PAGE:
Differential scanning calorimetric studies of the effect of sugars on the lyotropic phase behavior and lamellar-to-hexagonal II phase transition of 1,2-dioleoylphosphatidylethanolamine, a non-bilayer-forming lipid in the plasma membrane, revealed that Frc and Suc decrease the propensity of the dehydration-induced hexagonal II phase formation at moderate dehydration level (Shalaev and Steponkus, 2001). When 1,2-dioleoylphosphatidylethanolamine, a major species of phosphatidylethanolamine in the plasma membrane, is dehydrated in the presence of Frc or Suc at pressures up to 67 MPa, there is no detectable lamellar-to-hexagonal II phase transition during heating to 35°C. Rather, 1,2-dioleoylphosphatidylethanolamine remains in the lamellar phase. Although it is necessary to determine the effect of sugars on the occurrence of the fracture-jump lesion, which is the primary freeze-induced lesion occurring in ACC protoplasts of Arabidopsis plants, these results strongly suggest that sugars tend to oppose the dehydration-induced destabilization of membranes. Therefore, it is physicochemically plausible that the lack of sugar accumulation in the cytoplasm of sfr4 cells during cold acclimation is largely responsible for a high incidence of LOR, and, hence, the impaired increase in freezing tolerance.

Finally, these studies also suggest that the sfr4 mutant might be useful as a tool to study the molecular mechanism of cold acclimation in plants. Because the mutant's freezing sensitivity is primarily due to sugar deficiency and resulted from higher incidence of a specific freeze-induced lesion (i.e. LOR), it may offer a more sensitive test system for the protective effects of other osmolytes and for the particular impact of various transgenes on injury caused by LOR.


Plant Materials and Cold Acclimation

We utilized Columbia (wild type) and FR67 (a homozygous sfr4 segregant from the cross of FS67 × Columbia; its background is pure Columbia) lines of Arabidopsis. Seeds were planted in a clay pot (130 mm in diameter) filled with moist Metro Mix 350 (Scotts-Sierra, Maysville, OH). Seedlings were grown in a controlled environment chamber at 23°C under continuous illumination (light intensity = 150 μmol m−2 s−1 at soil level) and irrigated as necessary from the bottom with Hoagland solution. NA plants remained in this environment for 17 to 20 d. Cold acclimation was achieved by transferring 17- to 20-d-old plants to a 2°C-environment (8-h photoperiod, 125 μmol m−2 s−1) for 7 d. For protoplast isolation, the third to fifth leaves of seedlings were excised and immediately used.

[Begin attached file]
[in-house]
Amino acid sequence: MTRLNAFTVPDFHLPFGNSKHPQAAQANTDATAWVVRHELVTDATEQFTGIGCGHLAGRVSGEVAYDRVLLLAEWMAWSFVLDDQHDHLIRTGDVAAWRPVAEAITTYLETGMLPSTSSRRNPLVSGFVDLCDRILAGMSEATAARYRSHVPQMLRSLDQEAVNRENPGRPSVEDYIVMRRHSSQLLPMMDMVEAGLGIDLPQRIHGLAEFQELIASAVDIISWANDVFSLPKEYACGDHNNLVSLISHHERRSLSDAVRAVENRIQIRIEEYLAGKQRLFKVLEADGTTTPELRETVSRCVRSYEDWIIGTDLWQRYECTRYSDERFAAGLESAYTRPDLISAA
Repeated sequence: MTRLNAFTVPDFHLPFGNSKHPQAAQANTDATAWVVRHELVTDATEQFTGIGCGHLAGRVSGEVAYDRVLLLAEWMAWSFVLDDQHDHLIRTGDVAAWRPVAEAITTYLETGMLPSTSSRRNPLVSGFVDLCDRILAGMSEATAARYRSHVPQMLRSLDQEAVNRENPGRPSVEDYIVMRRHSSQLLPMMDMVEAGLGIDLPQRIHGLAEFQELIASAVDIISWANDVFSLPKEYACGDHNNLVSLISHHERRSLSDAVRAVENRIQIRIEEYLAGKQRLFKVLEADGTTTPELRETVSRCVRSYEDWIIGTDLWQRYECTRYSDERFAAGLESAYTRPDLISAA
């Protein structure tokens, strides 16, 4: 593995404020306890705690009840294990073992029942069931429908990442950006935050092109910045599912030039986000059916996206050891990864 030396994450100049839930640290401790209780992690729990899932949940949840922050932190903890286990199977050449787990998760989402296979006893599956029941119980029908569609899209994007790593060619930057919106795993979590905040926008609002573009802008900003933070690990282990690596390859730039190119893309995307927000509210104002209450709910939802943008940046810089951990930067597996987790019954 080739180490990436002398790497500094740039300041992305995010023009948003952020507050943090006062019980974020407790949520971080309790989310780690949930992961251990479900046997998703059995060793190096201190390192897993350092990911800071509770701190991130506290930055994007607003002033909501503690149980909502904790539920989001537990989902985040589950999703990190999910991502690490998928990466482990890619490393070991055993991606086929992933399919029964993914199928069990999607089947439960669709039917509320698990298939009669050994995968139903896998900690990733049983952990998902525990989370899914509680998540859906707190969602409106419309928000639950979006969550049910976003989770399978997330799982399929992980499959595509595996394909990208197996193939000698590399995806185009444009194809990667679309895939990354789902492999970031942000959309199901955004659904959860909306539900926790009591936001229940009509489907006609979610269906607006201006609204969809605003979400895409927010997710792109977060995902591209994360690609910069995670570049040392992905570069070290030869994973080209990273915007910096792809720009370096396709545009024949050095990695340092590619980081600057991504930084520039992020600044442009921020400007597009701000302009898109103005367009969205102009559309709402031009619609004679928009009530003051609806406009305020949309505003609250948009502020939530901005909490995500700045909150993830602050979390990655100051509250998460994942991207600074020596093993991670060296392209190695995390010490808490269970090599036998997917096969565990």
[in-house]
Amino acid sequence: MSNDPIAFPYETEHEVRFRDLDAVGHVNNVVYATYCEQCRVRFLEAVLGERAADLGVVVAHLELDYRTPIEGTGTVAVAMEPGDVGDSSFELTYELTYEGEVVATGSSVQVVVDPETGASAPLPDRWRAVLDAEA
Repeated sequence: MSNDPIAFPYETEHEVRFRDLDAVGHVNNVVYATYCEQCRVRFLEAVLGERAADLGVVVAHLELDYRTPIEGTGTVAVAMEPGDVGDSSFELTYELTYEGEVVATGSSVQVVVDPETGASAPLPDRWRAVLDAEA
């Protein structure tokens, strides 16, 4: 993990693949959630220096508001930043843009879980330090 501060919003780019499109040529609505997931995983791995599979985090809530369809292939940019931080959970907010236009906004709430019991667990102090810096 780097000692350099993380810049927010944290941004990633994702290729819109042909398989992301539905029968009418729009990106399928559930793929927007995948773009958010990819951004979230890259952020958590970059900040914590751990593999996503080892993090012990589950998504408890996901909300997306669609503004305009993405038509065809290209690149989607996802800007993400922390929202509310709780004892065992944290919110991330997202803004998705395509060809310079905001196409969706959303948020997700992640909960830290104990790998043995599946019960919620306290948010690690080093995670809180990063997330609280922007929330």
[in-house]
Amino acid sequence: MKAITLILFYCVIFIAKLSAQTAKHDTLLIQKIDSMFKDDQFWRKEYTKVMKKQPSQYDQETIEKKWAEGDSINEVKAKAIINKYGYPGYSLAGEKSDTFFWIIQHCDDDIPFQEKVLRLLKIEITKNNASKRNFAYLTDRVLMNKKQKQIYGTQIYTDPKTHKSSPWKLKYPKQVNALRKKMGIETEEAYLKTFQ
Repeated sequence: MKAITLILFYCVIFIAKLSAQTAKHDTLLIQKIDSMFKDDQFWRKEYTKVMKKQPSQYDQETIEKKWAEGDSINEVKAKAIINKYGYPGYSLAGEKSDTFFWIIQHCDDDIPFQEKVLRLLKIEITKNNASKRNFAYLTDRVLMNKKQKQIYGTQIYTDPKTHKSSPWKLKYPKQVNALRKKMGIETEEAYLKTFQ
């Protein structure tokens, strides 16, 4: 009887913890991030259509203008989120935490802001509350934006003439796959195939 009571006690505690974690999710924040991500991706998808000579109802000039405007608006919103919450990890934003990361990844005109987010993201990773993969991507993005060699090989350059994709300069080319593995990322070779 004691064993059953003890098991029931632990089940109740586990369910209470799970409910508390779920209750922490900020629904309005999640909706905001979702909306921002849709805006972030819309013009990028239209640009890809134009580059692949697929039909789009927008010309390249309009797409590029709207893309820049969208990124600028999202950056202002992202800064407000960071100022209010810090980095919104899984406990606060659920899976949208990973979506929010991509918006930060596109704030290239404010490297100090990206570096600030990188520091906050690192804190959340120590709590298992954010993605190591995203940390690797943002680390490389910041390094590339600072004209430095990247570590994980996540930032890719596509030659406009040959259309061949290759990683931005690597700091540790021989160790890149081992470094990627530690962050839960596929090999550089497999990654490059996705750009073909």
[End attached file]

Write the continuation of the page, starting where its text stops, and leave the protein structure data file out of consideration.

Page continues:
Suc Treatment of Seedlings

Before incubation in Suc, NA seedlings in clay pots (17 to 20 d old) were held in darkness for 24 h at 23°C to deplete the endogenous sugar and starch levels (Steponkus and Lanphear, 1968). After the dark treatment, seedlings were carefully removed from soil, washed three times with distilled water, and wiped with a Kimwipe (Kimberly-Clark, Irving, TX) to remove excess water; these manipulations were performed under minimal light. The seedlings were then placed in a plastic petri dish (150 mm in diameter) containing a 400 mm Suc solution. The petri dish was covered with a lid, wrapped with aluminum foil, and then incubated at 2°C for 7 d. After this treatment, leaves were excised and used for protoplast isolation immediately.

Protoplast Isolation

Protoplasts were enzymatically isolated from leaves according to the method described previously (Uemura et al., 1995) except that a sorbitol solution with a higher osmolality (0.6 osmol) was employed. This was because the solute concentration of cells in leaves after the Suc treatment was expected to be increased and, as a result, isolated protoplasts had to be maintained in a solution in a higher osmolality to avoid exposing the protoplasts to hypotonic conditions. The plasmolysis test of the leaf segments after Suc treatment revealed that 0.6 osmol was the appropriate osmolality (slightly hypertonic) to isolate and suspend protoplasts from leaves of seedlings (compare with 0.4 osmol for NA leaves; Uemura et al., 1995), which is similar to that of 7-d-acclimated leaves of Columbia. Survival of protoplasts of wild type isolated and frozen in a 0.6 osmol sorbitol solution (Fig. (Fig.1)1) was similar to that of protoplasts isolated and frozen in a 0.4 osmol sorbitol solution (Uemura et al., 1995). From these results, we chose to isolate protoplasts from all samples employed under the same conditions, i.e. in a 0.6 osmol sorbitol solution.